In kicking off the 2010 national Distracted Driving Summit this today, Sept. 21, U.S. Transportation Secretary Ray LaHood announced he is initiating a new rulemaking to prohibit commercial truck drivers from texting and using cell phones while transporting hazardous materials.
In addition, LaHood announced that two rules proposed at last year’s summit have now become law. Rules banning commercial bus and truck drivers from texting on the job and restricting train operators from using cell phones and other electronic devices while in the driver’s seat have been posted today.
The rule governing cell phone use while transporting hazmat closed a loophole in the ban on truck and bus drivers. The Federal Motor Carrier Safety Administration doesn’t have jurisdiction over most intrastate carriers, but hazmat haulers are regulated by DOT’s Pipeline and Hazardous Materials Safety Administration. It will take effect 30 days after posting in the Federal Register.
“We are taking action on a number of fronts to address the epidemic of distracted driving in America,” said LaHood at the distracted drivng summit. “With the help of the experts, policymakers, and safety advocates we’ve assembled here, we are going to do everything we can to put an end to distracted driving and save lives.”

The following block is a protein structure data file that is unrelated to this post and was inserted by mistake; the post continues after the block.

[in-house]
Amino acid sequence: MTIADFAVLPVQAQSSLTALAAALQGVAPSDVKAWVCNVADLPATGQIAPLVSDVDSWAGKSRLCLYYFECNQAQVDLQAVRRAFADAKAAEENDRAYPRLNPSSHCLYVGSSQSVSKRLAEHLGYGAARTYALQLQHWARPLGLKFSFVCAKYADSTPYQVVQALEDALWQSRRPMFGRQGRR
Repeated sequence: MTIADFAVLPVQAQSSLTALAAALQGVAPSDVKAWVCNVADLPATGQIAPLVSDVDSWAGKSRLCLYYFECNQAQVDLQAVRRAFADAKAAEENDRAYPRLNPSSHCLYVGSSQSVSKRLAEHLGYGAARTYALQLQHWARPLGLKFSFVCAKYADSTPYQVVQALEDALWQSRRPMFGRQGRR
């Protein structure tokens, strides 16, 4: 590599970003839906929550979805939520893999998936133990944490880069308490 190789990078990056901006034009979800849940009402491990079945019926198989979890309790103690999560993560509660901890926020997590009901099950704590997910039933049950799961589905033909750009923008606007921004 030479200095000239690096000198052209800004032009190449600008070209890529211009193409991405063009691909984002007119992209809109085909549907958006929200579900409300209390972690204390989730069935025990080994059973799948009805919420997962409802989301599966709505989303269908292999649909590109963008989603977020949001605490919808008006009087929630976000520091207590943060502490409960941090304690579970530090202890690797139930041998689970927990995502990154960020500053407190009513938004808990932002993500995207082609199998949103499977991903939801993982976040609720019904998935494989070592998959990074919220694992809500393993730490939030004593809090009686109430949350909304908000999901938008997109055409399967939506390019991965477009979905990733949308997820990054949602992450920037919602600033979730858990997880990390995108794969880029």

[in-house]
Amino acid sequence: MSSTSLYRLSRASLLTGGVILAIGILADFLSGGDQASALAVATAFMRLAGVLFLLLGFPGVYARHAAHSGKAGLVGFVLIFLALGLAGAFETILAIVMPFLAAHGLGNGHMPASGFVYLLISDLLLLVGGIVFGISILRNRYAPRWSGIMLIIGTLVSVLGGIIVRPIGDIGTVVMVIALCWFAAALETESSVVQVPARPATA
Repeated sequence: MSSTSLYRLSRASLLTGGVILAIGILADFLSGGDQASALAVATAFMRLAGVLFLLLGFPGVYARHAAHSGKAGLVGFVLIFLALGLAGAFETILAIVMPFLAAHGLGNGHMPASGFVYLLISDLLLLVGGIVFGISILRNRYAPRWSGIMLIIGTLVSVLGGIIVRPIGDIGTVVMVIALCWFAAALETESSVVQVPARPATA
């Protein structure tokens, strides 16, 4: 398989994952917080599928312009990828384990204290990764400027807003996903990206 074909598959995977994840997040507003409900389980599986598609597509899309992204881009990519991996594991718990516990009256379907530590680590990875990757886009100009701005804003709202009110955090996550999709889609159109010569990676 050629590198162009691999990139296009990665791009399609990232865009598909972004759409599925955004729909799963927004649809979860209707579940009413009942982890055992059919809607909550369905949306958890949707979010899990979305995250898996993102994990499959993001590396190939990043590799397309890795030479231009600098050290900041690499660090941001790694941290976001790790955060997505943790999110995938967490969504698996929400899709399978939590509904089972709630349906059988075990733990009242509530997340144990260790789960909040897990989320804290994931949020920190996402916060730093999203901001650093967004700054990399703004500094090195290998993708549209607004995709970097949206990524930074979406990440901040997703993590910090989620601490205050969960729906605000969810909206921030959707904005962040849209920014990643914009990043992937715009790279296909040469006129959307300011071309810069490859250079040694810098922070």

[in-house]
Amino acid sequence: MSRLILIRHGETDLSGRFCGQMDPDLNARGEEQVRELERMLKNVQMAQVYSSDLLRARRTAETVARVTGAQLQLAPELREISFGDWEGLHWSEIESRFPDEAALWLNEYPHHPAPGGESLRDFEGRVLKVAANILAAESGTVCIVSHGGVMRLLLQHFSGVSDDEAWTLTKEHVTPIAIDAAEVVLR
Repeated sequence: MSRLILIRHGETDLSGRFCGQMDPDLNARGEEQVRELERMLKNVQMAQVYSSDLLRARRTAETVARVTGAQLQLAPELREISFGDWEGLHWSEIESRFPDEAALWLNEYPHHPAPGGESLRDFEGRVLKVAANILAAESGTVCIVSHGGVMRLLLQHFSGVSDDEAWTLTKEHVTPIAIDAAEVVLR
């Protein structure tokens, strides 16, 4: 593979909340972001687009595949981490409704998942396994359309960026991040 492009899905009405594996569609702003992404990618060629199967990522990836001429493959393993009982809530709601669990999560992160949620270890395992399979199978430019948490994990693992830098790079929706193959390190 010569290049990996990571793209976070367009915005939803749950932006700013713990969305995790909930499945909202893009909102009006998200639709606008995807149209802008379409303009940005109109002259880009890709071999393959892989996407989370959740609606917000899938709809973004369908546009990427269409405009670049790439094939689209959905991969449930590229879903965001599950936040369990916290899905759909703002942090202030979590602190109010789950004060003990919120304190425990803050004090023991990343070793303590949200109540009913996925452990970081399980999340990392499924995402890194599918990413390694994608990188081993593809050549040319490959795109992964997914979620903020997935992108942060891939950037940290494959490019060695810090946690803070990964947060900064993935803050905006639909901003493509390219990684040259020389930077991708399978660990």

DOT has also been working with the Network of Employers for Traffic Safety (NETS) to engage the private sector to promote anti-distracted driving policies in the workplace. NETS, which was created by the National Highway Traffic Safety Administration (NHTSA), is an employer-led public-private partnership dedicated to improving the safety and health of employees by preventing traffic crashes.
DOT and NETS today announced that almost 1,600 U.S. companies and organizations have adopted distracted driving policies to date, covering approximately 10.5 million workers nationwide. An additional 550 organizations have committed to adopting policies that will cover another 1.5 million employees within the next 12 months.